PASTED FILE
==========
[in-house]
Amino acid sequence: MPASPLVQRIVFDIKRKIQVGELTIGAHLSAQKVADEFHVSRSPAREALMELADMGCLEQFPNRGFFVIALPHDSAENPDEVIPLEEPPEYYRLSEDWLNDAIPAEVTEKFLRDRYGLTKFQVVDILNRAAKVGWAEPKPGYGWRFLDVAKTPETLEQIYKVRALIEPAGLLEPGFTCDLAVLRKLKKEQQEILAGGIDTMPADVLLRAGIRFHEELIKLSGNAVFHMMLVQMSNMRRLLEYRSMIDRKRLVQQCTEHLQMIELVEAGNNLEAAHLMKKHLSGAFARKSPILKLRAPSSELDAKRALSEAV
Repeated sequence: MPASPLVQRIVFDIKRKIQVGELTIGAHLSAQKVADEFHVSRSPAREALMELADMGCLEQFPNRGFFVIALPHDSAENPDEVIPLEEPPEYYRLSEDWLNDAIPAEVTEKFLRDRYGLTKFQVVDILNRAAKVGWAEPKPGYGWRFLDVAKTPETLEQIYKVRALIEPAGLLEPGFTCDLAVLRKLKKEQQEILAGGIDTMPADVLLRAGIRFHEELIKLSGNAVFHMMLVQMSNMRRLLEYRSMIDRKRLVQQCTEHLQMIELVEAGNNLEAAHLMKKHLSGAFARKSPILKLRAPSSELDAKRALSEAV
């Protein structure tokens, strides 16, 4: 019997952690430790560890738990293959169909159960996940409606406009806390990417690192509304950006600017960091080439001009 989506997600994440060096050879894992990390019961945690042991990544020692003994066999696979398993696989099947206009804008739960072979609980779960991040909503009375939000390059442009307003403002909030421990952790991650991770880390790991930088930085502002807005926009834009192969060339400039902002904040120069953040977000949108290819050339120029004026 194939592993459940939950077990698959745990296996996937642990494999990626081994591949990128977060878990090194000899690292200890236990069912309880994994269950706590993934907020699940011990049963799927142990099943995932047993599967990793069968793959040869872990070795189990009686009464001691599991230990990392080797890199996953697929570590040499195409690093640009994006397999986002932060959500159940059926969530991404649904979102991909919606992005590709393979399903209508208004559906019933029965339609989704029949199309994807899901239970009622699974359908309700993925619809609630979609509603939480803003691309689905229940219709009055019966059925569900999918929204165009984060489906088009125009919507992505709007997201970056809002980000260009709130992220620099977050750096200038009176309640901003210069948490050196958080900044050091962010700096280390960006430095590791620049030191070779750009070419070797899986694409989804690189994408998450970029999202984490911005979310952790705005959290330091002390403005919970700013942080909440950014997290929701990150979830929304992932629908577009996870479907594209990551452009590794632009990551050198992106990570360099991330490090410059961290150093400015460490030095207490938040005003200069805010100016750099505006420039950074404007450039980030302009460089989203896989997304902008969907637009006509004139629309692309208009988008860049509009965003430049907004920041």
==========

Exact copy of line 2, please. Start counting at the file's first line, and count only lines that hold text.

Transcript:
Amino acid sequence: MPASPLVQRIVFDIKRKIQVGELTIGAHLSAQKVADEFHVSRSPAREALMELADMGCLEQFPNRGFFVIALPHDSAENPDEVIPLEEPPEYYRLSEDWLNDAIPAEVTEKFLRDRYGLTKFQVVDILNRAAKVGWAEPKPGYGWRFLDVAKTPETLEQIYKVRALIEPAGLLEPGFTCDLAVLRKLKKEQQEILAGGIDTMPADVLLRAGIRFHEELIKLSGNAVFHMMLVQMSNMRRLLEYRSMIDRKRLVQQCTEHLQMIELVEAGNNLEAAHLMKKHLSGAFARKSPILKLRAPSSELDAKRALSEAV